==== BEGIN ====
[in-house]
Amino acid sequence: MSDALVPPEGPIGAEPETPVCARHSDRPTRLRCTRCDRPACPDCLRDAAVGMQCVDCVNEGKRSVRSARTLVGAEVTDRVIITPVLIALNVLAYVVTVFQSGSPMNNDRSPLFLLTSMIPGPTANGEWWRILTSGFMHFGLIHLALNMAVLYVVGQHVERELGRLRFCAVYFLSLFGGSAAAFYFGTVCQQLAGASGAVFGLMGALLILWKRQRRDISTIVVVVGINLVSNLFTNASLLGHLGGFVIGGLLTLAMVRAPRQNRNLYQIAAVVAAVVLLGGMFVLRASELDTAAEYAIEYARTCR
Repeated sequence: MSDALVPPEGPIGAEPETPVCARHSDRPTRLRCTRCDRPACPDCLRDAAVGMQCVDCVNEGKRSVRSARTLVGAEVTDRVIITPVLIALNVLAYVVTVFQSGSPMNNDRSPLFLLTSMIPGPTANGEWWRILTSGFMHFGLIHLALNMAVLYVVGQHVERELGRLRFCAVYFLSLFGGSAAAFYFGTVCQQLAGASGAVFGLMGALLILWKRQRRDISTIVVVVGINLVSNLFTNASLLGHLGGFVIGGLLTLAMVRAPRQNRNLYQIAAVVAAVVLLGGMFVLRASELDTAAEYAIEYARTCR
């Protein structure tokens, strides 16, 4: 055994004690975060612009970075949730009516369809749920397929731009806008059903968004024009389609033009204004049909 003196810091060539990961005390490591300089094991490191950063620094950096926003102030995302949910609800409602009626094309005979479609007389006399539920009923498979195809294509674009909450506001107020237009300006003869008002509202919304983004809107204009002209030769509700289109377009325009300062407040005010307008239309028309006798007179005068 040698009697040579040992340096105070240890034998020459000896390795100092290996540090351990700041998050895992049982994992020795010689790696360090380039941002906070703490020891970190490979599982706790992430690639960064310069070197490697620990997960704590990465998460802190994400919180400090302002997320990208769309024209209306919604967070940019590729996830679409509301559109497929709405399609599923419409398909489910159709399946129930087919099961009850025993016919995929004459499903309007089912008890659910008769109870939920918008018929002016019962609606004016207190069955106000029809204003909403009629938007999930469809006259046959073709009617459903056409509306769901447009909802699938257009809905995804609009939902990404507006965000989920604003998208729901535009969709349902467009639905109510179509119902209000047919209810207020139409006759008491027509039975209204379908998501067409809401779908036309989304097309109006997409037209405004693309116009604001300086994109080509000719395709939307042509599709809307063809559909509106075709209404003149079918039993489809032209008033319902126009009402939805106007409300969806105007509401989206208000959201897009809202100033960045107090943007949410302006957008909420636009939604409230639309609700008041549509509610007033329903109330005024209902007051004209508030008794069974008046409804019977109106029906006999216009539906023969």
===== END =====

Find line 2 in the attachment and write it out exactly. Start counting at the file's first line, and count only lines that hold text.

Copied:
Amino acid sequence: MSDALVPPEGPIGAEPETPVCARHSDRPTRLRCTRCDRPACPDCLRDAAVGMQCVDCVNEGKRSVRSARTLVGAEVTDRVIITPVLIALNVLAYVVTVFQSGSPMNNDRSPLFLLTSMIPGPTANGEWWRILTSGFMHFGLIHLALNMAVLYVVGQHVERELGRLRFCAVYFLSLFGGSAAAFYFGTVCQQLAGASGAVFGLMGALLILWKRQRRDISTIVVVVGINLVSNLFTNASLLGHLGGFVIGGLLTLAMVRAPRQNRNLYQIAAVVAAVVLLGGMFVLRASELDTAAEYAIEYARTCR